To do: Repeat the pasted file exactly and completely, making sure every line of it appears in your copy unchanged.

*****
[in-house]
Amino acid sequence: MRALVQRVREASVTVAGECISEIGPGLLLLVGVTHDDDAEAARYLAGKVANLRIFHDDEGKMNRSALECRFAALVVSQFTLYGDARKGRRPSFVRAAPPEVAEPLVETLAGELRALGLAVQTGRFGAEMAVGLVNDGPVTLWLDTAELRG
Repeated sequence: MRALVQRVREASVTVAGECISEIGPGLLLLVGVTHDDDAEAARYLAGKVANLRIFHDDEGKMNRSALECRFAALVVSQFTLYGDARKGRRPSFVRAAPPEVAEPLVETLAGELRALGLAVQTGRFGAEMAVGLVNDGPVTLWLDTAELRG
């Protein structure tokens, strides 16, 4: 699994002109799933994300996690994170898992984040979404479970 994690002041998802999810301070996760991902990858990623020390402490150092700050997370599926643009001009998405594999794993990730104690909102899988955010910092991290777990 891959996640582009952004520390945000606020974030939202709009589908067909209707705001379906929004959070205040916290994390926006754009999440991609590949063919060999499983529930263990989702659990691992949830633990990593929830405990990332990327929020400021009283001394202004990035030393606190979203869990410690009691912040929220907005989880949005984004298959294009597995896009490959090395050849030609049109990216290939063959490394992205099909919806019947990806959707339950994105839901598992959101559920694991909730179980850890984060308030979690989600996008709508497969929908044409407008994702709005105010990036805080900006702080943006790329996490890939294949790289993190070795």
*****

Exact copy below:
[in-house]
Amino acid sequence: MRALVQRVREASVTVAGECISEIGPGLLLLVGVTHDDDAEAARYLAGKVANLRIFHDDEGKMNRSALECRFAALVVSQFTLYGDARKGRRPSFVRAAPPEVAEPLVETLAGELRALGLAVQTGRFGAEMAVGLVNDGPVTLWLDTAELRG
Repeated sequence: MRALVQRVREASVTVAGECISEIGPGLLLLVGVTHDDDAEAARYLAGKVANLRIFHDDEGKMNRSALECRFAALVVSQFTLYGDARKGRRPSFVRAAPPEVAEPLVETLAGELRALGLAVQTGRFGAEMAVGLVNDGPVTLWLDTAELRG
């Protein structure tokens, strides 16, 4: 699994002109799933994300996690994170898992984040979404479970 994690002041998802999810301070996760991902990858990623020390402490150092700050997370599926643009001009998405594999794993990730104690909102899988955010910092991290777990 891959996640582009952004520390945000606020974030939202709009589908067909209707705001379906929004959070205040916290994390926006754009999440991609590949063919060999499983529930263990989702659990691992949830633990990593929830405990990332990327929020400021009283001394202004990035030393606190979203869990410690009691912040929220907005989880949005984004298959294009597995896009490959090395050849030609049109990216290939063959490394992205099909919806019947990806959707339950994105839901598992959101559920694991909730179980850890984060308030979690989600996008709508497969929908044409407008994702709005105010990036805080900006702080943006790329996490890939294949790289993190070795």